This test however can be problematic and two issues are often seen by Exchange Administrators including:
- In the event Content Filtering (Intelligent Message Filter) is configured on the Exchange 2013 backend with the install-AntispamAgents.ps1 script, Inbound Proxy Probe messages will be quarantined, rejected or deleted by the spam filtering engine.
- The Inbound Proxy Probe messages get delivered to the Exchange 2013 backend health mailbox and stored - these can build up over time causing clutter.
Exchange Content Filtering Blocking Probe Messages
Exchange Content Filtering can block messages relayed between the Exchange 2013 front end and Exchange 2013 back end. In my lab environment I have a Spam Confidence Level (SCL) set to 5 then quarantine, this is resulting in a large volume of probe messages being quarantined in my spam mailbox as shown below.
In my lab environment these "Subject: Inbound proxy probe" messages are being sent from firstname.lastname@example.org to email@example.com (the address for the inbound proxy as from Exchange 2013 SP1).
To stop these messages from being caught by Intelligent Message Filter simply put in an exclusion by using the Set-ContentFilterConfig command. In my environment the command I used was as follows:
Set-ContentFilterConfig -BypassedSenders firstname.lastname@example.org -BypassedRecipients email@example.com
Another option stopping the Monitoring mailboxes from being filtered by IMF as follows:
Get-Mailbox -Monitoring | Set-Mailbox -Monitoring -SCLDeleteThreshold 9 -SCLDeleteEnabled:$false -SCLRejectThreshold 9 -SCLRejectEnabled:$false -SCLQuarantineThreshold:9 -SCLQuarantineEnabled:$false -SCLJunkThreshold 9 -SCLJunkEnabled:$false
The messages were coming from the sender firstname.lastname@example.org and the recipient was email@example.com, as a result this exclusion stops IMF from detecting these messages as potential spam.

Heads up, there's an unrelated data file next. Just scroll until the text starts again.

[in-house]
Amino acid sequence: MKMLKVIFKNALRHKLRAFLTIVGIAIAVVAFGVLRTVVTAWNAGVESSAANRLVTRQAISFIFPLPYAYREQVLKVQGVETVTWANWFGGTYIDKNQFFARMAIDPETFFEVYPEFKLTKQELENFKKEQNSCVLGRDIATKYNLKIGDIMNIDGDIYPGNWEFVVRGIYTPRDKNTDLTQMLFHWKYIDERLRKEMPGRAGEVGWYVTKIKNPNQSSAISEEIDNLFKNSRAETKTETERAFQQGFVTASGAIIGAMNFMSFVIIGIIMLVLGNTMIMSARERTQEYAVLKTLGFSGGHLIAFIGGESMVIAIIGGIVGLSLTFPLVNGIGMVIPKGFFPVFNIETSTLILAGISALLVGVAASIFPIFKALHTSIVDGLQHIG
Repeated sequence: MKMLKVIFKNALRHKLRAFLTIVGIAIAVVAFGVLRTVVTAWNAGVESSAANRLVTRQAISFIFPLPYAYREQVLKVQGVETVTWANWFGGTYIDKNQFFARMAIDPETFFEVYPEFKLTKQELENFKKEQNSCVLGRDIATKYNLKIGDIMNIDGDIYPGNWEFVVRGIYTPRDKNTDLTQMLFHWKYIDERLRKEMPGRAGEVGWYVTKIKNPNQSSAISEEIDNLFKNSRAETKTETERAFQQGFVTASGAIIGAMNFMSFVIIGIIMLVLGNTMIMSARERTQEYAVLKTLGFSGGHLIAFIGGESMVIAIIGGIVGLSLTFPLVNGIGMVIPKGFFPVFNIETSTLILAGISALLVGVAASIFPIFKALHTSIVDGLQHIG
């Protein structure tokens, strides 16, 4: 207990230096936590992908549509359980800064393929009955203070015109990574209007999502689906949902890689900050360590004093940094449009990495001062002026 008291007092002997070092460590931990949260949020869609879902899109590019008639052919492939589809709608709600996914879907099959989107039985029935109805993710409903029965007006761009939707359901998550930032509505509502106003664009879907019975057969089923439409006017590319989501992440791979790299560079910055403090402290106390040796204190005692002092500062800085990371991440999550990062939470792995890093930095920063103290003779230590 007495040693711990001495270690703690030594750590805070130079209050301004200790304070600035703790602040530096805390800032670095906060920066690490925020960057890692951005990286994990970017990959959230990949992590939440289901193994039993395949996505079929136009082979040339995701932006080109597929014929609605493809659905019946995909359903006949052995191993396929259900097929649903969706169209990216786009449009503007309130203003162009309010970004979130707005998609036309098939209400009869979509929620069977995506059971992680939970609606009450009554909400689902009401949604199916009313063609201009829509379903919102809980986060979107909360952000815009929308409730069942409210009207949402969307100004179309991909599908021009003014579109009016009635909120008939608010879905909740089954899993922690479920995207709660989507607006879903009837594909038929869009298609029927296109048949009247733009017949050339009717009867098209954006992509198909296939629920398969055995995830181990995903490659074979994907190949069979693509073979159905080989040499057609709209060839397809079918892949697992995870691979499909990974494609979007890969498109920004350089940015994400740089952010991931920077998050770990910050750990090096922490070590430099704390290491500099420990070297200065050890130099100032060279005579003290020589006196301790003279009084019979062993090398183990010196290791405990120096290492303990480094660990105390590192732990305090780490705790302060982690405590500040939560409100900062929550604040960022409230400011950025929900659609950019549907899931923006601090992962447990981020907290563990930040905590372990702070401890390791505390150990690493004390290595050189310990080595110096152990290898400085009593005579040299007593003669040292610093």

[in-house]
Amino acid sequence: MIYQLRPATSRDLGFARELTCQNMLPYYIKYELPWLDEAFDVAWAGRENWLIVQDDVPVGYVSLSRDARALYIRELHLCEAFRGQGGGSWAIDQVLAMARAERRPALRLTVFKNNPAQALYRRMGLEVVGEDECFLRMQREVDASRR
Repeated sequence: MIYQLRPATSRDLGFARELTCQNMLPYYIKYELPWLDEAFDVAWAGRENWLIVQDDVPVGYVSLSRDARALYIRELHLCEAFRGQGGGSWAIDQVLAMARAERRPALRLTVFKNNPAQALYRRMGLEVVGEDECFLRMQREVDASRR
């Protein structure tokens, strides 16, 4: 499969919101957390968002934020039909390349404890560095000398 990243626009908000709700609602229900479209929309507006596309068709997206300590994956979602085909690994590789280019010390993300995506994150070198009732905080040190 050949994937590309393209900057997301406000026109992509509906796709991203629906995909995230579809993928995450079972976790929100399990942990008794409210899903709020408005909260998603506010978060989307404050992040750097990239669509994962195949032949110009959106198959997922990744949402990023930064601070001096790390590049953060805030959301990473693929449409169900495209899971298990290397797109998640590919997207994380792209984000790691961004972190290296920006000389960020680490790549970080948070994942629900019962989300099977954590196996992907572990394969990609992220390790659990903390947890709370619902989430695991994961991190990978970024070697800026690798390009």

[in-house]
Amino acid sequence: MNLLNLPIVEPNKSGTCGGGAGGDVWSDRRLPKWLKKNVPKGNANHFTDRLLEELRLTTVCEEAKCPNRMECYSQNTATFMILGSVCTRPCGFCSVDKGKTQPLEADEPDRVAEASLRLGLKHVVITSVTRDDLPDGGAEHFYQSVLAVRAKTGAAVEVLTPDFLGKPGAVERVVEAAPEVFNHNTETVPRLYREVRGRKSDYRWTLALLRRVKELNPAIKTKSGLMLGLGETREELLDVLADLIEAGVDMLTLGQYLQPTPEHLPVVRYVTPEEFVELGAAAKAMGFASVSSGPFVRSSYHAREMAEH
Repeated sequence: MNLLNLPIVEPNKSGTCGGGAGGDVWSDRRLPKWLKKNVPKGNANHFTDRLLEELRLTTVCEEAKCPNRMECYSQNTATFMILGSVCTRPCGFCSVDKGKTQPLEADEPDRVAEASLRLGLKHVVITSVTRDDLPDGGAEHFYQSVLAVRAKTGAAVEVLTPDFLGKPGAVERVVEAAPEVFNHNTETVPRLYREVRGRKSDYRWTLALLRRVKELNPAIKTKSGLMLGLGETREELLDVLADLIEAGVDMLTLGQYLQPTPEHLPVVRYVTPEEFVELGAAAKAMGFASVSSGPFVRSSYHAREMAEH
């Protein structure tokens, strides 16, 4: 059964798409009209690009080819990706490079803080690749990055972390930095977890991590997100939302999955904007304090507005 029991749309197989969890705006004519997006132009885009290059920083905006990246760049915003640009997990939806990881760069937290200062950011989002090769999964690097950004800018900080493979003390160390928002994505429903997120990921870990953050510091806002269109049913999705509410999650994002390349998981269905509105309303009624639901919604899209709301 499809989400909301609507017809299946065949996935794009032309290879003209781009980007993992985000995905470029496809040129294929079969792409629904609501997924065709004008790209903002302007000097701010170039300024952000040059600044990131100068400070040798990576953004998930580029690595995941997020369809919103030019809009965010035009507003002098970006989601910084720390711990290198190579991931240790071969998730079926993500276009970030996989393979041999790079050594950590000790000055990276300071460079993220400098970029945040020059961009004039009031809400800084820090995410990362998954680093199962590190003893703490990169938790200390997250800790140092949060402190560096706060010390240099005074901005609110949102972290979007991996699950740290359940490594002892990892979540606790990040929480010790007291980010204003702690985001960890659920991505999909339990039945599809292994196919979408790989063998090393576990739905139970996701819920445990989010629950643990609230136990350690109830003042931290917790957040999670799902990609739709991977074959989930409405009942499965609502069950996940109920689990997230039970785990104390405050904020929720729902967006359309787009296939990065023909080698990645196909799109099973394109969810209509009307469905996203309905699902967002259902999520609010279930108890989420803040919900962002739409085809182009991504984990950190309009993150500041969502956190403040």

Build Up of Health Probe Messages
As Inbound proxy probe messages are sent ever 5 minutes, a build up of these messages can accumulate on the Exchange 2013 backend health mailboxes. To view the health mailboxes in an Exchange Management Shell, use the Get-Mailbox command with the -Monitoring switch. To view item counts of the health mailboxes, run the following command
Get-Mailbox -Monitoring | Get-MailboxStatistics | ft DisplayName,ItemCount,LastLogonTime
Note: Every Mailbox Database contains two health mailboxes in Exchange 2013 by default.
As you see in my environment, my health mailboxes have a large build up of probe messages shown by the item count. To control the build-up of messages in the health mailboxes, you can simply leverage Exchange Retention - something which has been around for a while in Exchange! To do this you need to create both a retention policy and a retention tag which can be done with Exchange Management Shell (EMS) or by using the new Exchange Administration Centre (EAC).
First Create a Retention Tag, I called mine "Delete items older then 2 days" and configured the tag as follows:
Note: In the event you create additional mailbox databases, new health mailboxes will be created. Ensure you link the retention policy to any new health mailboxes.